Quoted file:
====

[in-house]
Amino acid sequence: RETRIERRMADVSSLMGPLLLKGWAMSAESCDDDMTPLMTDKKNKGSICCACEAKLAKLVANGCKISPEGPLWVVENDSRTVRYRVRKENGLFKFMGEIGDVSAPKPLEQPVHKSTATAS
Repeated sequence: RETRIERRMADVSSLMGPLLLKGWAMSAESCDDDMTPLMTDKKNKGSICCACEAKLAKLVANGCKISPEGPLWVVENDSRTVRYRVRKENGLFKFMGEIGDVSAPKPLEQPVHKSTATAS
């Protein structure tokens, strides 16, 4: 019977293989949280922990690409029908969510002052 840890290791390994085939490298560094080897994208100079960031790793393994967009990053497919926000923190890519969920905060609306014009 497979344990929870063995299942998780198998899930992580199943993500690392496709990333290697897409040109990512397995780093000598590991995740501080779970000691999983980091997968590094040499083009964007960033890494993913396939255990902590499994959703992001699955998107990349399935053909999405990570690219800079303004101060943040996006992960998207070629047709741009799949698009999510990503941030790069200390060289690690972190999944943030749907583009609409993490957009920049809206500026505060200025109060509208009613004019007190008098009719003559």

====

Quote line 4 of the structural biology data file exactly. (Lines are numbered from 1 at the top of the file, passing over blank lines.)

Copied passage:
């Protein structure tokens, strides 16, 4: 019977293989949280922990690409029908969510002052 840890290791390994085939490298560094080897994208100079960031790793393994967009990053497919926000923190890519969920905060609306014009 497979344990929870063995299942998780198998899930992580199943993500690392496709990333290697897409040109990512397995780093000598590991995740501080779970000691999983980091997968590094040499083009964007960033890494993913396939255990902590499994959703992001699955998107990349399935053909999405990570690219800079303004101060943040996006992960998207070629047709741009799949698009999510990503941030790069200390060289690690972190999944943030749907583009609409993490957009920049809206500026505060200025109060509208009613004019007190008098009719003559």